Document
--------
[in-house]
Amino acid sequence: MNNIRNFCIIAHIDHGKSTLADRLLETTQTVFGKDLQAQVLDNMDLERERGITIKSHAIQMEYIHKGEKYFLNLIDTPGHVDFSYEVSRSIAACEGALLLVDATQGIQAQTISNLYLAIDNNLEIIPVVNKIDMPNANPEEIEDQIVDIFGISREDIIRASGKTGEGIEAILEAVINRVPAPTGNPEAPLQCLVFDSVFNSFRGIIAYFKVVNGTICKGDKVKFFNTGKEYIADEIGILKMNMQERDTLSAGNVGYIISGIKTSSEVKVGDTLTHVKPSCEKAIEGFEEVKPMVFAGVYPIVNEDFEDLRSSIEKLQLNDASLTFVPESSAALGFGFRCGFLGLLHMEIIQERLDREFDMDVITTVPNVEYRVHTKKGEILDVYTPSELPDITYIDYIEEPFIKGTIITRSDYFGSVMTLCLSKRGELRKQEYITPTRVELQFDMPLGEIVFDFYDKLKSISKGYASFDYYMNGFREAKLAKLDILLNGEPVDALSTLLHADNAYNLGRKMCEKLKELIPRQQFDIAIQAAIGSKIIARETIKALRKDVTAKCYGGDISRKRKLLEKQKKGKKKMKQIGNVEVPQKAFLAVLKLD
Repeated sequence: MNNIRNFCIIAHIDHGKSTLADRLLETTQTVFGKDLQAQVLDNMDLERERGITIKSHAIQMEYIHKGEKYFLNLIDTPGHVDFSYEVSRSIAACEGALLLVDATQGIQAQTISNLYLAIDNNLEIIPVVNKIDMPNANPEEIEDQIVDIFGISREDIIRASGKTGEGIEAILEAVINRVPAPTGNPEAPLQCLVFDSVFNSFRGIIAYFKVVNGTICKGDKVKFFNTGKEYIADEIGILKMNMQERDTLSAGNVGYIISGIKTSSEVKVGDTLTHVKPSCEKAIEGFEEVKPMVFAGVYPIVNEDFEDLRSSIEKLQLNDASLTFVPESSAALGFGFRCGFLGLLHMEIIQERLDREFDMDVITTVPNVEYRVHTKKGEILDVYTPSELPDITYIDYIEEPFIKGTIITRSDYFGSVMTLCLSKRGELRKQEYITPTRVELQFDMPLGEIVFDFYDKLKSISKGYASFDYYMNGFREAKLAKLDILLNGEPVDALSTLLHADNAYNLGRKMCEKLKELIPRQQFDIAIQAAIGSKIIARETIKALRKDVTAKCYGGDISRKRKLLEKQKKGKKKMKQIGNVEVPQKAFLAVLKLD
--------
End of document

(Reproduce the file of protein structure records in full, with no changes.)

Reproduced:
[in-house]
Amino acid sequence: MNNIRNFCIIAHIDHGKSTLADRLLETTQTVFGKDLQAQVLDNMDLERERGITIKSHAIQMEYIHKGEKYFLNLIDTPGHVDFSYEVSRSIAACEGALLLVDATQGIQAQTISNLYLAIDNNLEIIPVVNKIDMPNANPEEIEDQIVDIFGISREDIIRASGKTGEGIEAILEAVINRVPAPTGNPEAPLQCLVFDSVFNSFRGIIAYFKVVNGTICKGDKVKFFNTGKEYIADEIGILKMNMQERDTLSAGNVGYIISGIKTSSEVKVGDTLTHVKPSCEKAIEGFEEVKPMVFAGVYPIVNEDFEDLRSSIEKLQLNDASLTFVPESSAALGFGFRCGFLGLLHMEIIQERLDREFDMDVITTVPNVEYRVHTKKGEILDVYTPSELPDITYIDYIEEPFIKGTIITRSDYFGSVMTLCLSKRGELRKQEYITPTRVELQFDMPLGEIVFDFYDKLKSISKGYASFDYYMNGFREAKLAKLDILLNGEPVDALSTLLHADNAYNLGRKMCEKLKELIPRQQFDIAIQAAIGSKIIARETIKALRKDVTAKCYGGDISRKRKLLEKQKKGKKKMKQIGNVEVPQKAFLAVLKLD
Repeated sequence: MNNIRNFCIIAHIDHGKSTLADRLLETTQTVFGKDLQAQVLDNMDLERERGITIKSHAIQMEYIHKGEKYFLNLIDTPGHVDFSYEVSRSIAACEGALLLVDATQGIQAQTISNLYLAIDNNLEIIPVVNKIDMPNANPEEIEDQIVDIFGISREDIIRASGKTGEGIEAILEAVINRVPAPTGNPEAPLQCLVFDSVFNSFRGIIAYFKVVNGTICKGDKVKFFNTGKEYIADEIGILKMNMQERDTLSAGNVGYIISGIKTSSEVKVGDTLTHVKPSCEKAIEGFEEVKPMVFAGVYPIVNEDFEDLRSSIEKLQLNDASLTFVPESSAALGFGFRCGFLGLLHMEIIQERLDREFDMDVITTVPNVEYRVHTKKGEILDVYTPSELPDITYIDYIEEPFIKGTIITRSDYFGSVMTLCLSKRGELRKQEYITPTRVELQFDMPLGEIVFDFYDKLKSISKGYASFDYYMNGFREAKLAKLDILLNGEPVDALSTLLHADNAYNLGRKMCEKLKELIPRQQFDIAIQAAIGSKIIARETIKALRKDVTAKCYGGDISRKRKLLEKQKKGKKKMKQIGNVEVPQKAFLAVLKLD